With the players going toe to toe, the match grew in intensity and the task of predicting a winner proved more and more difficult. The Canadian’s heroic defence kept her in contention in the final set, as Anisimova rained blows down upon her. Coupled with the noisy encouragement of the crowd, the Canadian’s incessant glances towards her team revealed her determination to make her first senior quarter-final at Roland-Garros, having won the girls’ singles title here in 2019. She eventually won the day, though it could easily have gone her opponent’s way, as the stats showed: 92 points for Fernandez versus 88 for Anisimova. Expressing her joy in front of a crowd that knew it had just had a taste of the future, Fernandez said: “Thank you to the fans for supporting me. Before I’d even won the junior title, all I ever wanted to do was play in front of you on the Court Philippe-Chatrier. I am very happy to be here and to be able to play another game.”

The most titanic: Teichmann v Azarenka (third round)

The longest of this year’s women’s singles tournament, this pulsating match kept the fortunate spectators at the Court Simonne-Mathieu royally entertained for three hours 18 minutes. And though the duration of a match is not always an indication of its quality, the intensity, emotions and twists and turns of this encounter more than made up for some entirely excusable errors. Having come through an epic three-hour-22-minute women’s doubles match with her compatriot Viktorija Golubic, Switzerland’s Jil Teichmann walked the tightrope again in a thrilling three-setter (4-6 7-5 7-6(5)) against Victoria Azarenka, the player who knocked her out of the Australian Open at the start of the year.

The former world No. 1 made the better start, largely thanks to her service, winning 85% of points on her first serve and getting the better of her opponent in all the long rallies. At 6-4 3-1, she looked to be flying to another Grand Slam last 16. Teichmann, a left hander, had other ideas, however. Hitting with power and pugnacity, she upped her winner count (it would stand at 54 by the end of the match). The contest ended in the only way that it could – with a super tie-break that the Swiss dominated from start to end before an enraptured crowd. “It hasn’t sunk in yet. It’s a bit crazy,” said the 24-year-old Swiss, visibly emotional at scoring one of the biggest wins of her career on the clay of Paris. “Many thanks to the fans. It felt just like home.”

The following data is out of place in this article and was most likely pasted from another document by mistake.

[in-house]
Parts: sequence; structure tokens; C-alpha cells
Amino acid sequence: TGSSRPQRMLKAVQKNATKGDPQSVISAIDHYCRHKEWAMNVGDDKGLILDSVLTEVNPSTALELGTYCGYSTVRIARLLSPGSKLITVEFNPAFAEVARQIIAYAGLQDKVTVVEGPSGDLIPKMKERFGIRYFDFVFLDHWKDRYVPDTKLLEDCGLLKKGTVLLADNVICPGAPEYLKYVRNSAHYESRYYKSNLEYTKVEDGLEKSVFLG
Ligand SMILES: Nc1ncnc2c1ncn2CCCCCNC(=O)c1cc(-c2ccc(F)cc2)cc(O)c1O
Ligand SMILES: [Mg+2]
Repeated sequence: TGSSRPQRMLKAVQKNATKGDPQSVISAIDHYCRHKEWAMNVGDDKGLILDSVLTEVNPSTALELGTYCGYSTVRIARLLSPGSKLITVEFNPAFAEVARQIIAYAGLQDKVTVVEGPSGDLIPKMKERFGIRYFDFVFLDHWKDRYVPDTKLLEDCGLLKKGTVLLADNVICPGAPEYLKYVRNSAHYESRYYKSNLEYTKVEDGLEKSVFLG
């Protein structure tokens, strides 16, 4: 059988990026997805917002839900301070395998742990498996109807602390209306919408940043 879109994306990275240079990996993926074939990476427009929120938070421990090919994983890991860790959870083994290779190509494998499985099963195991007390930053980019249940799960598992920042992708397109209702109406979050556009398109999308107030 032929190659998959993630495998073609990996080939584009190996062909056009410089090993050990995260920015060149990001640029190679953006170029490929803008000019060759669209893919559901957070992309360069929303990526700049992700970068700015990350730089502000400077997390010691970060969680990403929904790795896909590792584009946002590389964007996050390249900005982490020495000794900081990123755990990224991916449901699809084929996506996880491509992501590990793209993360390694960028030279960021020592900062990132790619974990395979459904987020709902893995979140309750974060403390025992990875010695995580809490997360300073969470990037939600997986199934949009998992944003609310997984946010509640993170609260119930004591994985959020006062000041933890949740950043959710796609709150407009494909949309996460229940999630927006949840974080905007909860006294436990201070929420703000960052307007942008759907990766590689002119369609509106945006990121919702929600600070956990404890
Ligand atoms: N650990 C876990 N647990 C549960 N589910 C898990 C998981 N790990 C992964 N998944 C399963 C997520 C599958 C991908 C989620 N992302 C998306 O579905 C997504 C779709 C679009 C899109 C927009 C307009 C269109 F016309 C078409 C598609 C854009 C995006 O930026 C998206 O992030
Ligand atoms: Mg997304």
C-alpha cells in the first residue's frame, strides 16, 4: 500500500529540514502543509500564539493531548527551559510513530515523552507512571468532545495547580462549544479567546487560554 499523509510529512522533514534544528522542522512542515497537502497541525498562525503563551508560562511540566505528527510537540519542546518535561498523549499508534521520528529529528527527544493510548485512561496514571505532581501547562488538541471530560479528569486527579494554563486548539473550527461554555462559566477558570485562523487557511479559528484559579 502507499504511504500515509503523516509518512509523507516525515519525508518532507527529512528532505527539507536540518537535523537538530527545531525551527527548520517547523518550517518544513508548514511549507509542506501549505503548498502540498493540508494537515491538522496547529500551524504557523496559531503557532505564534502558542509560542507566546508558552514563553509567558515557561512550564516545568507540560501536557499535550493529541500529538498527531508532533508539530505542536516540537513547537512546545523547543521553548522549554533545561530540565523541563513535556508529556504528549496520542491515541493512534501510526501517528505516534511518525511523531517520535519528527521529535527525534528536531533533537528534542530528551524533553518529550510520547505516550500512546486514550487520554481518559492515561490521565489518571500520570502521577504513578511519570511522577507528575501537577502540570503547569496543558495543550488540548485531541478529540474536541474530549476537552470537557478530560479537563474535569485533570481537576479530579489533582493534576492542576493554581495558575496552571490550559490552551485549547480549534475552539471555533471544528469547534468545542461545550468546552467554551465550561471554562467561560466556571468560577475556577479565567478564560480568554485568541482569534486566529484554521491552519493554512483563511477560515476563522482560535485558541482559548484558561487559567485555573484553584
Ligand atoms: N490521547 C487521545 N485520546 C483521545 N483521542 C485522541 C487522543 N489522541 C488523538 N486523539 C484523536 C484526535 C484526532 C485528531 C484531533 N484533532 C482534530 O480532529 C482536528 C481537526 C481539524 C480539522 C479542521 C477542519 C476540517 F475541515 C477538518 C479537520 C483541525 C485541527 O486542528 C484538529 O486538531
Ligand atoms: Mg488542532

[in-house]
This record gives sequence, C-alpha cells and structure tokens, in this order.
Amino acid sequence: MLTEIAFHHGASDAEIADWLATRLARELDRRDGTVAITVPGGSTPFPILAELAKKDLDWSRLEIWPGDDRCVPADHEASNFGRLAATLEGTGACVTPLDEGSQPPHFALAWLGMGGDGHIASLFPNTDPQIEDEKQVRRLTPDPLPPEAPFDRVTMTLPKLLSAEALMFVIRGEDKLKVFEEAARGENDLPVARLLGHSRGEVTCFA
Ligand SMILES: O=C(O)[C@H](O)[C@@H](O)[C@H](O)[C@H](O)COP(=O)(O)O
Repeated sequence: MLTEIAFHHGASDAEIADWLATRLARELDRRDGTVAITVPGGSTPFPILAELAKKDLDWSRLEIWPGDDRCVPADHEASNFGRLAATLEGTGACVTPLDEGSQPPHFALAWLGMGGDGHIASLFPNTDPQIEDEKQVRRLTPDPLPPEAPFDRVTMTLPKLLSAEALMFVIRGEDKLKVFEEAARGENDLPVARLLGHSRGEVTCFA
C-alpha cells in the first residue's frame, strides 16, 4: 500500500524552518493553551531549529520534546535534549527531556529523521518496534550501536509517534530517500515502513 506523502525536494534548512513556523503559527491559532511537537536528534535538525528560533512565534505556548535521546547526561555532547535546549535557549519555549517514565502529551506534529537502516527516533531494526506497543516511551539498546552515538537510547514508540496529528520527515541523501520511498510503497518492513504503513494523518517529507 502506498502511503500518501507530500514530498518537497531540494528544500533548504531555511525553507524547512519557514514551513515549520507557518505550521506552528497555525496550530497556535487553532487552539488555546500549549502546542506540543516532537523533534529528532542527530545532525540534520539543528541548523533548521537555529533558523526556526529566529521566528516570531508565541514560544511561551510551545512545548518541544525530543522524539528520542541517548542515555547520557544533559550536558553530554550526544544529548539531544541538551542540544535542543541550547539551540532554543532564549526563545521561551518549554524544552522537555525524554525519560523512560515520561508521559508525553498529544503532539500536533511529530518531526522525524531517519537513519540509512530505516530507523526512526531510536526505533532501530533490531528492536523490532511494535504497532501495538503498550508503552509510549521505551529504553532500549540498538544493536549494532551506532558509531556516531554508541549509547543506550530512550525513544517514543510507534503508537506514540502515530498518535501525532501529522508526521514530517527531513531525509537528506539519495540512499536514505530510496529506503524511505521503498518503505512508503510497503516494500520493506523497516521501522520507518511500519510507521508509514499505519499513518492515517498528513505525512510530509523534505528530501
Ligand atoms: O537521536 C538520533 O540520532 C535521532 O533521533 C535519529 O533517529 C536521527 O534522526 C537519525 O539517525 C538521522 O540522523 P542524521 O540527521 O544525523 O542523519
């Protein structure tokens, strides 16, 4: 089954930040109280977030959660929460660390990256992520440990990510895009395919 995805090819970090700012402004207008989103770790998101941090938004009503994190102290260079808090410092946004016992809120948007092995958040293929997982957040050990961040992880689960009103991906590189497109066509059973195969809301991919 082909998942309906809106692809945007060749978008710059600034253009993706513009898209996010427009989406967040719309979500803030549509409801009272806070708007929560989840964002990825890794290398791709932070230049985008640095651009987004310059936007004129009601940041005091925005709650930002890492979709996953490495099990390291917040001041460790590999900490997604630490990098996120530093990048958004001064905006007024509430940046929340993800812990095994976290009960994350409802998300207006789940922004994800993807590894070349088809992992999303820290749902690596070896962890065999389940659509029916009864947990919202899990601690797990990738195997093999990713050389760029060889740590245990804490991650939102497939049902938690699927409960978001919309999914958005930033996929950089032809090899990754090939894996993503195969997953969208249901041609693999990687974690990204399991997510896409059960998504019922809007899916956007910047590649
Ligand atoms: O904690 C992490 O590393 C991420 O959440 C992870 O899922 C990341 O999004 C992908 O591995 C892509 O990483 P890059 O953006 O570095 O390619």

The one that could have changed everything: Swiatek v Zheng (round of 16)

It’s hard to pick out one match from Iga Swiatek’s regal run to the title, so high was her rhythm and standard of play across the tournament. Too sharp and powerful for her opponents, the world No. 1 was never truly stretched, though the story could have been different if she hadn’t got off the hook against Qinwen Zheng, who proved a genuine revelation on her Roland-Garros debut.

Having accounted for 2018 champion Simona Halep in the second round – a match that could have easily featured in this selection – the young Chinese appeared to be out of her depth at first. Trailing 3-0 and then 5-2, she seemed destined for the same fate as the invincible Pole’s previous victims. Zheng stuck to her task, however, and her valiant defence slowly began to pay dividends. As the tension cranked up a notch, the Tour’s dominant force had to dig a little deeper and began to make some uncharacteristic mistakes, her mounting anxiety at Zheng’s resistance revealing itself between games.

Not content with giving Swiatek a good game, the Chinese took her all the way to the tie-break in the opening set, one of the best of the tournament. Despite trailing 5-2 at one stage, she went on to win it, following one hour 27 minutes of high-octane tennis. The exertion took its toll on the underdog, who later said she had been struggling with menstrual cramps. And while the second and third sets did not live up to the first in terms of intensity and rivalry, they did reveal the mental strength and sheer breadth of skills of the player they call 1ga, who never knows when she is beaten. Her 6-7(5) 6-0 6-2 victory was but another step on her path to a second Roland-Garros crown.

As with the men’s singles, picking the best women’s matches was tough to say the least. Here are some other encounters that will live long in the memory:

The most impressive: Swiatek v Kasatkina (semi-finals)

The most astounding: Giorgi v Sabalenka (third round)

The most unpredictable: Zheng v Halep (second round)

The tightest: Trevisan v Sasnovich (round of 16)

The most surprising: Jeanjean v Pliskova (second round)

The most good-natured: Gauff v Stephens (quarter-final)